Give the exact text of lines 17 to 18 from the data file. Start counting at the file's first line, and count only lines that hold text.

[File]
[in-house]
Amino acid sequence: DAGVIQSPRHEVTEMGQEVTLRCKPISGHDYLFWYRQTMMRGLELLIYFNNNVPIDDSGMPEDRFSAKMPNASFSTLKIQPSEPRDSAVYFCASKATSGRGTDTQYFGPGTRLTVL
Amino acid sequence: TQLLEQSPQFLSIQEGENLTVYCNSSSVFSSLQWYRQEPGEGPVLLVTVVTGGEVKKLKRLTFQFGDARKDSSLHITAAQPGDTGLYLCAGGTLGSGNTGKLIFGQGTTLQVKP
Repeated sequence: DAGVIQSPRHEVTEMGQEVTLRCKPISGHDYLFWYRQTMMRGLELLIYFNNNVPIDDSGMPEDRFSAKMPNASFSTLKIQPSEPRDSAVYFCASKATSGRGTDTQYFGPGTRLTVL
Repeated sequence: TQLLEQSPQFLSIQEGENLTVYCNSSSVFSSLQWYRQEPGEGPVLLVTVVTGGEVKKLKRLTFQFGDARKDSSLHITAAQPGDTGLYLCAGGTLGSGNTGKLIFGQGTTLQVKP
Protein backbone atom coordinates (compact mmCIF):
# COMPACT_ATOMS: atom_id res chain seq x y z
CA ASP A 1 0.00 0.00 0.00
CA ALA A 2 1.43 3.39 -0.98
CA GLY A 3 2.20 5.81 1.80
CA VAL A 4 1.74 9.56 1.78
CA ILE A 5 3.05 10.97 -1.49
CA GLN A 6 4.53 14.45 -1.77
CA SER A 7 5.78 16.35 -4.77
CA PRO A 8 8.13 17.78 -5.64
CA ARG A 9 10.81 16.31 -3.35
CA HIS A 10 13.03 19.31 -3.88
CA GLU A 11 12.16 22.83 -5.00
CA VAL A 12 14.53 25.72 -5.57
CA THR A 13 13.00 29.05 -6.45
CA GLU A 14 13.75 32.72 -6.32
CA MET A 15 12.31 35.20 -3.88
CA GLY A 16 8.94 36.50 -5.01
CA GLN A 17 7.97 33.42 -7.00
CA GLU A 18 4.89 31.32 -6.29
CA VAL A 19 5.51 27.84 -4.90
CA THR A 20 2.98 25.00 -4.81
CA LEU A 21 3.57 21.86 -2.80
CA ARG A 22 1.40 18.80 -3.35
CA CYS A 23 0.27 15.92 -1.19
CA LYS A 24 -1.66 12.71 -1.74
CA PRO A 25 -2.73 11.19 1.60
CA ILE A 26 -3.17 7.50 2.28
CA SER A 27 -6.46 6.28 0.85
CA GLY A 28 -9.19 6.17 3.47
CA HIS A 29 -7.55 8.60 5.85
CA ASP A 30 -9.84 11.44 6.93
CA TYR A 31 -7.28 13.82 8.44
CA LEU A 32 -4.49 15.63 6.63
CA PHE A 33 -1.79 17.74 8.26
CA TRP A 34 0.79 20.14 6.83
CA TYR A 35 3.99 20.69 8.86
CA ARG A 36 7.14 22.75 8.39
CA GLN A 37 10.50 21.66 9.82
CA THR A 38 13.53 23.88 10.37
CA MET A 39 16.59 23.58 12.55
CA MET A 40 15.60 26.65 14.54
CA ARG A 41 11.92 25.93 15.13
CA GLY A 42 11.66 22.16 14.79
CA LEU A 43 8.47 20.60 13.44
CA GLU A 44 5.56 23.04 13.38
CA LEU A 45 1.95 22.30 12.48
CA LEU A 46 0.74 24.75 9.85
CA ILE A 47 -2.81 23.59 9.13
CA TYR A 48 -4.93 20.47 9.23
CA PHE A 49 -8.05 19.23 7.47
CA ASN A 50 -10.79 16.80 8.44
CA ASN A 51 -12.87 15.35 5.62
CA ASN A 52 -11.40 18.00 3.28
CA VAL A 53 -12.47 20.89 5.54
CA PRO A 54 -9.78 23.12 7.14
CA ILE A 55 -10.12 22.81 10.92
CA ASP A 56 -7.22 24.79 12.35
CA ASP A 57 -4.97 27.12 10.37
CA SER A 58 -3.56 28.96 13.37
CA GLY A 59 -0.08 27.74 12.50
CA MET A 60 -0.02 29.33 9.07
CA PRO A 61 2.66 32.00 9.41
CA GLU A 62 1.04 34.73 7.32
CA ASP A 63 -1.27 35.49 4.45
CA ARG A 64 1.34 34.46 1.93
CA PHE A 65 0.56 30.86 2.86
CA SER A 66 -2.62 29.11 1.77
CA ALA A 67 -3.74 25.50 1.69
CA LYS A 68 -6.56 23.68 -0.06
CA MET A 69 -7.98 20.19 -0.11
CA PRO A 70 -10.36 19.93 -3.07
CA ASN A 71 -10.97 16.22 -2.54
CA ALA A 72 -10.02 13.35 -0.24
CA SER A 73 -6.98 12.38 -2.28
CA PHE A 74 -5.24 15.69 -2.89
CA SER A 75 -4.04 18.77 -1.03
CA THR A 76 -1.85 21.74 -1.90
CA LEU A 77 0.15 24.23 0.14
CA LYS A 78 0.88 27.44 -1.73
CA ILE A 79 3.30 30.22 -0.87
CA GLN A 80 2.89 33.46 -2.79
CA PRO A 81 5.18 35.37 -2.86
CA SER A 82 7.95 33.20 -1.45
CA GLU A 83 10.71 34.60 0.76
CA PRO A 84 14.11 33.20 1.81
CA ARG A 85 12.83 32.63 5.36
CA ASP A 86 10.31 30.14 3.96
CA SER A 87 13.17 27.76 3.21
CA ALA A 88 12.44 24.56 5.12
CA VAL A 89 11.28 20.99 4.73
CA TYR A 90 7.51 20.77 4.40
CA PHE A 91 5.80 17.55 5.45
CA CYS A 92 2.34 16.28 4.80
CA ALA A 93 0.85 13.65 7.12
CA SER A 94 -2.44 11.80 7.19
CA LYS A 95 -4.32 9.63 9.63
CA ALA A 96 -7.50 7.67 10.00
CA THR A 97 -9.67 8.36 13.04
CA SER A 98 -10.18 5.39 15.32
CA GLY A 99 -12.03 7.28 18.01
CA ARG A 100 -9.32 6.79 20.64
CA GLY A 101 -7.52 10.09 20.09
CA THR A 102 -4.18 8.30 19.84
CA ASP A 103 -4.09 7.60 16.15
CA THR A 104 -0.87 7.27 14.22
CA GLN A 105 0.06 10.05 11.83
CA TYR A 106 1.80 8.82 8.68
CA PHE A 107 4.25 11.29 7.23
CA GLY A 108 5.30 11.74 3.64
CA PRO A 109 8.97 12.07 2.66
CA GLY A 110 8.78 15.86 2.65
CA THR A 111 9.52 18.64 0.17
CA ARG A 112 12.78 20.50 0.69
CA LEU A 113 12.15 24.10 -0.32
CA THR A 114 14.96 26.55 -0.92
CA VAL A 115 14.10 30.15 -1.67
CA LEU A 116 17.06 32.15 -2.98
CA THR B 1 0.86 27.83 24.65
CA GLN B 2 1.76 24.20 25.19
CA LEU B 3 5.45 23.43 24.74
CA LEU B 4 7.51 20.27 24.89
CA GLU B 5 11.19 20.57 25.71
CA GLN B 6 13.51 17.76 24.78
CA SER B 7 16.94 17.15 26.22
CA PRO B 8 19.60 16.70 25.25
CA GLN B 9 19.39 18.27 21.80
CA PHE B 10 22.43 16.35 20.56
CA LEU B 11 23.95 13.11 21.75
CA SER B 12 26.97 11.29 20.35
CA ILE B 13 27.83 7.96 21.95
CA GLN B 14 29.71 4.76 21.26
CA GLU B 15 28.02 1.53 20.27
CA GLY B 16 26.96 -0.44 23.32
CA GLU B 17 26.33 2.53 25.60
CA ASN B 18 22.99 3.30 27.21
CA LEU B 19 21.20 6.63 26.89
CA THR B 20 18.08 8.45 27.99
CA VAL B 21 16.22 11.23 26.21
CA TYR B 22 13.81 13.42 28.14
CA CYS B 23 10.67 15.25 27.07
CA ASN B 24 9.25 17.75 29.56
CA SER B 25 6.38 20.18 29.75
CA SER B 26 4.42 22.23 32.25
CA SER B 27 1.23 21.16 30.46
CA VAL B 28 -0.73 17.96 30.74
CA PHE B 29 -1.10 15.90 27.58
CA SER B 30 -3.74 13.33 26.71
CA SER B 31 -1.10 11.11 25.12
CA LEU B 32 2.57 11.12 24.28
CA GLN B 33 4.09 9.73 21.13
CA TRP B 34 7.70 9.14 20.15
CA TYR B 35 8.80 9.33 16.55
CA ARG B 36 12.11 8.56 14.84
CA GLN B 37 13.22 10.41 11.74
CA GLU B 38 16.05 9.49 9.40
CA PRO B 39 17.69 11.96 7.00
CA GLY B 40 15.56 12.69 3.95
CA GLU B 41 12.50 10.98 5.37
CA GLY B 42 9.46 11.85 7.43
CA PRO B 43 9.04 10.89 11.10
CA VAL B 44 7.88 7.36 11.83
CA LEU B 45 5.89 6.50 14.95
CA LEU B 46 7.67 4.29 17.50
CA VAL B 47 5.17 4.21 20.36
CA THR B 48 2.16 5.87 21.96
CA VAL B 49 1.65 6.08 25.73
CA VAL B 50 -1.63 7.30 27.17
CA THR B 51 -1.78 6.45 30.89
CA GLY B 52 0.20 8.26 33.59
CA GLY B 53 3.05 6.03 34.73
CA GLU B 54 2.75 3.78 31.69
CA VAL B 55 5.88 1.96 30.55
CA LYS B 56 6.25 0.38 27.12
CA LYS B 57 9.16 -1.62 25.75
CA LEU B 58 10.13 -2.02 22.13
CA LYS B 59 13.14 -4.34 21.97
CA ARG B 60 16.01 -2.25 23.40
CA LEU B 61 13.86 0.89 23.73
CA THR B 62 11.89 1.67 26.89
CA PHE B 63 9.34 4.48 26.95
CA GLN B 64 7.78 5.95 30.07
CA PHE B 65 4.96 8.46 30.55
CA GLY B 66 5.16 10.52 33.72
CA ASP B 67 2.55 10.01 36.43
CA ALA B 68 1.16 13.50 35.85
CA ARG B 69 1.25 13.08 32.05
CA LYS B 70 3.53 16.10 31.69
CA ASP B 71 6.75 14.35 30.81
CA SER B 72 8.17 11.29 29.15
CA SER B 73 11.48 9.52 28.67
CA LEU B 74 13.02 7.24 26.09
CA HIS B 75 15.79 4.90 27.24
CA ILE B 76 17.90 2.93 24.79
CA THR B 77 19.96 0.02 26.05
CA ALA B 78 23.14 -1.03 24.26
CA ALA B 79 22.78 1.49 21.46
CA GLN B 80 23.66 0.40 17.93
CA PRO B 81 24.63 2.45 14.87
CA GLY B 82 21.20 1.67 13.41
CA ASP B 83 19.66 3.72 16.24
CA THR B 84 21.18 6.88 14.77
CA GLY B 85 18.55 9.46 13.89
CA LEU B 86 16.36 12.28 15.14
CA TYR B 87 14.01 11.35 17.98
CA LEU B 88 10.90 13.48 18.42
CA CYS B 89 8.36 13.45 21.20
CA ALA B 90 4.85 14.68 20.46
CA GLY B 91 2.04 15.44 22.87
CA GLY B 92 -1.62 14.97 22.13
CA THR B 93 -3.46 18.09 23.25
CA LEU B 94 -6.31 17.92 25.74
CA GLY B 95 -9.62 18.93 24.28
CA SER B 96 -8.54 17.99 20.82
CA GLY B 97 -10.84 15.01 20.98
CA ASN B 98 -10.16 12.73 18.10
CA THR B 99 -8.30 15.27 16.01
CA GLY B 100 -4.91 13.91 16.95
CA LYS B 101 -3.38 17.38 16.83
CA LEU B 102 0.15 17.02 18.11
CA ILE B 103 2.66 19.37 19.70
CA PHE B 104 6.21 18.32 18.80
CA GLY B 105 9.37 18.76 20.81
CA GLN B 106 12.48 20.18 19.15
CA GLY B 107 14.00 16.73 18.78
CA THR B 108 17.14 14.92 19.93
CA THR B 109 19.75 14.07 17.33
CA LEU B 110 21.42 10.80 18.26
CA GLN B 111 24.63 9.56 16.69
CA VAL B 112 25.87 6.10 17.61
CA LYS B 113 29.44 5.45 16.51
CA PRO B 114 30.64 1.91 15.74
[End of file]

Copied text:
CA HIS A 10 13.03 19.31 -3.88
CA GLU A 11 12.16 22.83 -5.00